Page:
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Kosha means "sheath" in Sanskrit.

In yoga, the term is used to describe metaphorical layers within the human body.

This meaning comes from the ancient Hindu texts called the Upanishads.

The outermost sheath is basically the physical body. It is the only layer that has an anatomical aspect. Although the other koshas are described as being layered, B.K.S. Iyengar explains in Light on Life that that the ideal is not for the layers to be clearly defined but rather for them to be seamlessly blended.

This happens when there is optimal health and well-being.

When things are out of balance, it becomes necessary to identify the kosha that is troubled and take on practices that may help it come back into harmony with the others.

Exploring and integrating each layer brings your closer to a state of bliss.

The Five Koshas Are:

Annamaya Kosha

The outer sheath is the body layer. Anna means food, which is what sustains this level. This is our physical body – our muscles and our bones, our ligaments and our tendons. This is the kosha most people are concerned about when they begin a yoga practice. They want increased flexibility, to tone up their muscles, to learn to relax their bodies, to gain strength, improve balance and find stress relief. Asana keeps this kosha healthy and can be used to treat problems that arise in the body.

Pranamaya Kosha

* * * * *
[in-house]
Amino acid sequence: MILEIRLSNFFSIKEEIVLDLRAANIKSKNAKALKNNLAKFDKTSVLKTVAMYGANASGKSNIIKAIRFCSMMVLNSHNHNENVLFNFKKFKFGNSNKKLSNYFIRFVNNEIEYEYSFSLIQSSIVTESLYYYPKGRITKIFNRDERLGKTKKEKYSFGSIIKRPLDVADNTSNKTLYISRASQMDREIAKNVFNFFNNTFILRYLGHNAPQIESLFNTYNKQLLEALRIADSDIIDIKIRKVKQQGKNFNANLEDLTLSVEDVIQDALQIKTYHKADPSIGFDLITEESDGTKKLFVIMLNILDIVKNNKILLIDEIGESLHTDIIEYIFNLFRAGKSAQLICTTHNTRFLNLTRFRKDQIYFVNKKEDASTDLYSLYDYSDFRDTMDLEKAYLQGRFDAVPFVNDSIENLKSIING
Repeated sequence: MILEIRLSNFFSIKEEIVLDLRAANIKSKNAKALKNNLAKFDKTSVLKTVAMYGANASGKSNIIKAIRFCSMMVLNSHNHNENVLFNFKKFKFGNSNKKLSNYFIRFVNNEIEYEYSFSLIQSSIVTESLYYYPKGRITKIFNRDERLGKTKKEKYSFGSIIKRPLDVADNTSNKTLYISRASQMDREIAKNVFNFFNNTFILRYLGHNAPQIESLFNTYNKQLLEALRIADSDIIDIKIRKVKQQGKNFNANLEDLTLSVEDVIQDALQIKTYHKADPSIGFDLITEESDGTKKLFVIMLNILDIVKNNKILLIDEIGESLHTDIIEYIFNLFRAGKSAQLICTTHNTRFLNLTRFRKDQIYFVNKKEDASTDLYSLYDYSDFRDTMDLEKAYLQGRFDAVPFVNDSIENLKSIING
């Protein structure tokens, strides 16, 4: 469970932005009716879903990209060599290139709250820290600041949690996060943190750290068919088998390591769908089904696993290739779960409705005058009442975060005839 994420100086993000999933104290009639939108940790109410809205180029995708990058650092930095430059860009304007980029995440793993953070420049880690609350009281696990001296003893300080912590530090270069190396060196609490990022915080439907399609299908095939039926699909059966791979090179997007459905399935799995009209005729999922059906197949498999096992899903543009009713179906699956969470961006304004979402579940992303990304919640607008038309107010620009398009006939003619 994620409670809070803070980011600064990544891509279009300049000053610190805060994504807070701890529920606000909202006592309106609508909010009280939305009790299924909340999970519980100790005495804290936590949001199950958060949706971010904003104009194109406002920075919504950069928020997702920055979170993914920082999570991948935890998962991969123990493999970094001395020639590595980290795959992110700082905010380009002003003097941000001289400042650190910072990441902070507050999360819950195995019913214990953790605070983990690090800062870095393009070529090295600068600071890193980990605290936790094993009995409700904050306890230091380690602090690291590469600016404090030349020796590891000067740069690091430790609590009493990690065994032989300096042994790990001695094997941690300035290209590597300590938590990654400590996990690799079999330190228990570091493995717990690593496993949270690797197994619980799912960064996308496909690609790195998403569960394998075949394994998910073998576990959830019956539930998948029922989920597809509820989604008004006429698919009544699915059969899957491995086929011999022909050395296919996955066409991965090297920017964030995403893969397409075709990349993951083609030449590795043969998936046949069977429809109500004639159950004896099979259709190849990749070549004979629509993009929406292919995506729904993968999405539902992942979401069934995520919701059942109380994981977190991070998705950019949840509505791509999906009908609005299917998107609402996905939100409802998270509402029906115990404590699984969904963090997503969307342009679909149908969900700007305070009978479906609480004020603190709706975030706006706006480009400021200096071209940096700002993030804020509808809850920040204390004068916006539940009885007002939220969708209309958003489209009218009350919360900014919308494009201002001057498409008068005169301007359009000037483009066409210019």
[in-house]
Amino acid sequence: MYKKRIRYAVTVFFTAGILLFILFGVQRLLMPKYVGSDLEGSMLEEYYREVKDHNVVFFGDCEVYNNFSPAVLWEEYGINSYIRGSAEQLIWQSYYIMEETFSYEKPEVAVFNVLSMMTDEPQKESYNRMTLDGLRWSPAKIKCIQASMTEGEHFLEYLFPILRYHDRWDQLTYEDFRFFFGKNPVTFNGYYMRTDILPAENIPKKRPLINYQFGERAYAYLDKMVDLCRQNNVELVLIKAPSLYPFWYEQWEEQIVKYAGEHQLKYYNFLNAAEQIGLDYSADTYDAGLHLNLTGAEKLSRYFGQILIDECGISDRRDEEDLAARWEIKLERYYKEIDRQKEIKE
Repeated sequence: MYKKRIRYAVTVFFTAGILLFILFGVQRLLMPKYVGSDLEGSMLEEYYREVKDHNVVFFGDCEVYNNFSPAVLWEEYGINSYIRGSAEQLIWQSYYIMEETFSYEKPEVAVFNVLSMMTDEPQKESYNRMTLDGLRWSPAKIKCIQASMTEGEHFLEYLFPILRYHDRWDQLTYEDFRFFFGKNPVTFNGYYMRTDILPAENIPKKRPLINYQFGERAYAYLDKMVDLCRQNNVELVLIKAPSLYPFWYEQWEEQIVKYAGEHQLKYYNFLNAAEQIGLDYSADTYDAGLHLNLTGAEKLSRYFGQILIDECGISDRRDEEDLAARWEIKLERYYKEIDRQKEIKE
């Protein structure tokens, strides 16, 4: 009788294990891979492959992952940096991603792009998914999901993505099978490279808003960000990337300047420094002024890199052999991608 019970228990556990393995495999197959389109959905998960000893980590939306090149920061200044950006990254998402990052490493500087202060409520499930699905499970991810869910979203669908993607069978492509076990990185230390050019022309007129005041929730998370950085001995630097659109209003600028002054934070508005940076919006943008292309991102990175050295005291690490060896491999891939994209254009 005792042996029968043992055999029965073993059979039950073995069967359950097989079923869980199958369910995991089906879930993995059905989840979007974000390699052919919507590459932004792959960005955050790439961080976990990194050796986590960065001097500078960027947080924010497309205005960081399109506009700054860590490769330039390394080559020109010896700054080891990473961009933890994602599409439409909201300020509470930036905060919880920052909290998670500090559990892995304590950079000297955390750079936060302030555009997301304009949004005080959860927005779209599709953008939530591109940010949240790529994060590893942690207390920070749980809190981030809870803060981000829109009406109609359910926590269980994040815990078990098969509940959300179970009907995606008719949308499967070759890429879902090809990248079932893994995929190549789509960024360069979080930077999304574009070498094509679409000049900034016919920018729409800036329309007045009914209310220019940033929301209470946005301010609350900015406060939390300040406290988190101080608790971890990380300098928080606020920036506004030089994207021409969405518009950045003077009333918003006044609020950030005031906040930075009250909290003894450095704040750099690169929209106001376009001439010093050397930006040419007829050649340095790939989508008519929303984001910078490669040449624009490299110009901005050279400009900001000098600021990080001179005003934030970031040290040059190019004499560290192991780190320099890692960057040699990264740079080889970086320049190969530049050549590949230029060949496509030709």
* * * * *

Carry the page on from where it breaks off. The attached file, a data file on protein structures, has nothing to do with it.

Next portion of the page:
The next sheath is the life force/energy sheath. It is concerned with the breath and the flow of energy through the body.

Prana comes into the body via food and water, but it also comes into the body via breath. One of the major benefits of yoga is that we become conscious of our breathing, and learn to take proper deep breaths. This increase of prana into our system literally makes us feel more alive and it invigorates and powers Pranamaya kosha. Pranayama practice is prescribed to address this layer.

Manomaya Kosha

The next sheath is the mind or mental sheath. It has the do with thoughts and emotions. Manomaya (which means “body made of thought processes” It is maintained through meditation. The health of the manomaya kosha is tremendously enhanced through the practice of mantra meditation. This soothes and balances this inner body, and helps release “knots” of energy tied up in mental complexes and obsessive thoughts.

Vijnanamaya Kosha

This is the knowledge sheath. This kosha is comprised of your wisdom, intuition, and perception. Vijnana means “the power of judgment or discernment”. It’s often translated as “intellect,” but the real meaning is broader, encompassing all the functions of the higher mind, including conscience and will. Meditation is also the key to this layer. As your vijnanamaya kosha grows stronger and more balanced your lifestyle, contemplation, and meditation lead to clarity of judgment, greater intuitive insight and increased willpower enhancing your ability to connect with inner guidance.

Anadamaya Kosha

The innermost sheath is the bliss sheath. The anandamaya kosha is extremely important in yoga because it’s the final and thinnest veil standing between our ordinary awareness and our higher Self. It represents unending joy, love, peace, and complete happiness. We can awaken our bliss sheath through three practices. The first is seva, selfless service. This opens our heart to our innate unity with other beings. The second is bhakti yoga, devotion to God. This opens our heart to our unity with the all-pervading Divine Being. The third is samadhi, intensely focused meditation, which opens our heart to our own divine being.

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